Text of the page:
An instrument of archaic charm, the 1677 ‘Romanov’ Nicolò Amati viola harks back to the tenor violas made a century before by Nicolò’s grandfather Andrea. In this extract from an article published in The Strad December 2019, Alberto Giordano and Rudolf Hopfner trace the intriguing story of this late masterpiece, whose journey took it from Italy to Russia and then to the US
Tsar Alexander II (left) with Alexander Mikhailovich and tsarina Xenia Alexandrovna. The ‘Romanov’ was once part of Russia’s Imperial Collection.
In 2018 an exhibition took place at the Venaria Reale palace near Turin. ‘Precious Instruments, Illustrious Names’, curated by Giovanni Accornero, featured many treasures including guitars, mandolins and bowed instruments, once played by such virtuosos as Pugnani, Paganini and Segovia. In this group of about 30 instruments, among which were a few made by the best Cremonese makers of the Golden Age, a viola by Nicolò Amati stood boldly in its glass case: an instrument of large dimensions and its own archaic charm, made in Cremona in 1677 when the luthier was aged 81.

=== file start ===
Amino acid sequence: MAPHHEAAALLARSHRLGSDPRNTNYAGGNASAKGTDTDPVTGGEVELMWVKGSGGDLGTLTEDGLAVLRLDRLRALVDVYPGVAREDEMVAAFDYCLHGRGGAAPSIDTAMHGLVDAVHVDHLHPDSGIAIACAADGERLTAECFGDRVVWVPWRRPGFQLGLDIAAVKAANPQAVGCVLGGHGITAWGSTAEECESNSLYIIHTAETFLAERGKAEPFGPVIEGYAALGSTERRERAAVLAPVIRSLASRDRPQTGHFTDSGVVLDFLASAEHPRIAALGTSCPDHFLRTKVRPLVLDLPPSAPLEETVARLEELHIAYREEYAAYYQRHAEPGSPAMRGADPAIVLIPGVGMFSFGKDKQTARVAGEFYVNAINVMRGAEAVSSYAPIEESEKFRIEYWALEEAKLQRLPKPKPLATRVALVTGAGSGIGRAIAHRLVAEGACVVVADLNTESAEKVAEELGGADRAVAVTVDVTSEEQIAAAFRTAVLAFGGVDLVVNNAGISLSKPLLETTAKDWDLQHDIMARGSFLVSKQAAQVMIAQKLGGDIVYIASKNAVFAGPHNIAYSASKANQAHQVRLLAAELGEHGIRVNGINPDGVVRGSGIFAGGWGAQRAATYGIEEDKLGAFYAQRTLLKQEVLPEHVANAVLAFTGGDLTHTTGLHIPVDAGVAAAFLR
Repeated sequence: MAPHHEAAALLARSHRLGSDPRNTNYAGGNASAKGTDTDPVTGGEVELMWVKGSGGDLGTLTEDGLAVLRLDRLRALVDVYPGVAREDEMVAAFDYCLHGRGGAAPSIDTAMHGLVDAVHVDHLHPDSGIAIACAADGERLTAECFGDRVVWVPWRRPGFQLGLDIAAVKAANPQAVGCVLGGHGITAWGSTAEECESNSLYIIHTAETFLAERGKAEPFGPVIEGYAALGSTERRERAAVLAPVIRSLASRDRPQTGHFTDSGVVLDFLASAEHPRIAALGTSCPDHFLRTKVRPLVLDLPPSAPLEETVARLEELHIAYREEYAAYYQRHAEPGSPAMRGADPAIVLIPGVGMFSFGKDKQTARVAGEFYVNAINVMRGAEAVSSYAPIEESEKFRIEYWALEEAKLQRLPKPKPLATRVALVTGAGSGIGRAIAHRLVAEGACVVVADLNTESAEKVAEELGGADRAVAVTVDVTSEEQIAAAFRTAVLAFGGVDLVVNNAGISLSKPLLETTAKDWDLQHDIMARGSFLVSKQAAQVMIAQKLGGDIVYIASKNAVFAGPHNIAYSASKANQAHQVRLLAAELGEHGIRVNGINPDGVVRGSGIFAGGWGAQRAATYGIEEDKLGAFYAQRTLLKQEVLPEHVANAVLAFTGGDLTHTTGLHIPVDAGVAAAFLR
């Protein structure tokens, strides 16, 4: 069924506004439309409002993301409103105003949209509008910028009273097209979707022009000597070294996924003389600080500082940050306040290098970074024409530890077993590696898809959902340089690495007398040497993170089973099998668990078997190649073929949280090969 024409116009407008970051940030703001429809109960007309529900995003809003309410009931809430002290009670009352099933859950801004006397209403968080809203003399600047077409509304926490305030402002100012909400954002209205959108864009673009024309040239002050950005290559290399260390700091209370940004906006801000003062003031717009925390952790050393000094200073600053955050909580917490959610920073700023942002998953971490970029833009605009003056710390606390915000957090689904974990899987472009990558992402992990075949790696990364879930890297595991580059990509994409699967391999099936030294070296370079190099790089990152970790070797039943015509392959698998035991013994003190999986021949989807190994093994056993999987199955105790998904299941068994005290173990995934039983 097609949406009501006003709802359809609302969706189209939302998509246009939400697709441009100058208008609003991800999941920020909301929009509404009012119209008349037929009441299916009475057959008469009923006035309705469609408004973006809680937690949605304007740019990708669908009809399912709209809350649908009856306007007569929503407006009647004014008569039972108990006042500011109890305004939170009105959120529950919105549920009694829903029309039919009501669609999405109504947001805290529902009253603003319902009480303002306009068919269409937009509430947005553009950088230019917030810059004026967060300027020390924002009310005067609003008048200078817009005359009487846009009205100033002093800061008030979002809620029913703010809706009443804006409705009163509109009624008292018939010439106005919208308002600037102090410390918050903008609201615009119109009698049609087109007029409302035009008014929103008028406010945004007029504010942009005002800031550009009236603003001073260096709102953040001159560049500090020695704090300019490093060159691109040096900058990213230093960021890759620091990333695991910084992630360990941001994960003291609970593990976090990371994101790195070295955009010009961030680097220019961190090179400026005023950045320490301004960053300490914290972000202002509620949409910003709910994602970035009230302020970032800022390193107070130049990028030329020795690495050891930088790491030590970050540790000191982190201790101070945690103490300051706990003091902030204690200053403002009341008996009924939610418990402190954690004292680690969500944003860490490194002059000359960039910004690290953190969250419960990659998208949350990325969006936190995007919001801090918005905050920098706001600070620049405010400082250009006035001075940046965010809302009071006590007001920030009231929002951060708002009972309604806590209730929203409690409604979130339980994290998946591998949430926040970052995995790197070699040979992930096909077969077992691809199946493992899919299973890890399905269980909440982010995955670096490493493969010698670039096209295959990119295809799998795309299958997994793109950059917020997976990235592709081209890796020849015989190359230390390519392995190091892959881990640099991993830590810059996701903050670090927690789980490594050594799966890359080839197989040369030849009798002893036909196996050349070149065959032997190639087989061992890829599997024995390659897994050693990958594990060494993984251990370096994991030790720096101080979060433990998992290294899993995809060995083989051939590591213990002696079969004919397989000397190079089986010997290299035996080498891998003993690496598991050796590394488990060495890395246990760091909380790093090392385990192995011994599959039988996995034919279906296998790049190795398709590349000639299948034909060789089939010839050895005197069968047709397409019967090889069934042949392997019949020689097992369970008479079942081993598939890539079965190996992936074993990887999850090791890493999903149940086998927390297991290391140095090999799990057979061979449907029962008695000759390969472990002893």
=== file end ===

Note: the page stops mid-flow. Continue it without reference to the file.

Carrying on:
Having dominated the string music scene for about a century, by then the large-size tenor viola was slowly going out of fashion. It was replaced by the smaller contralto viola, of which the first designer was probably Girolamo Amati I (1561–1630). The design of the ‘Romanov’ has a particular charm, coming as it does from the family’s lineage: the overall look is reminiscent of the tenor violas made about a century previously by Nicolò’s grandfather Andrea. The overall shape, the carving of the scroll and the design of the f-holes all suggest an archaic approach to the making of this instrument.
For several years the ‘Romanov’ Amati was the principal performing instrument of Max Aronoff (1906–81), violist of the celebrated Curtis Quartet. It had been acquired in 1935 by Mary Louise Curtis Bok, patron and founder of the Curtis Institute of Music, along with the quartet’s other instruments, two Stradivari violins and a Montagnana cello. The viola was described in dramatic fashion in the pages of the Lewiston Evening Journal on 13 April 1939: ‘an Amati viola that is one of only two of its kind in the world’ that had been twice removed from ‘countries seething with violence and bloodshed’. Recent research by Philip Kass and Giovanni Accornero has given clarity to this intriguing story.
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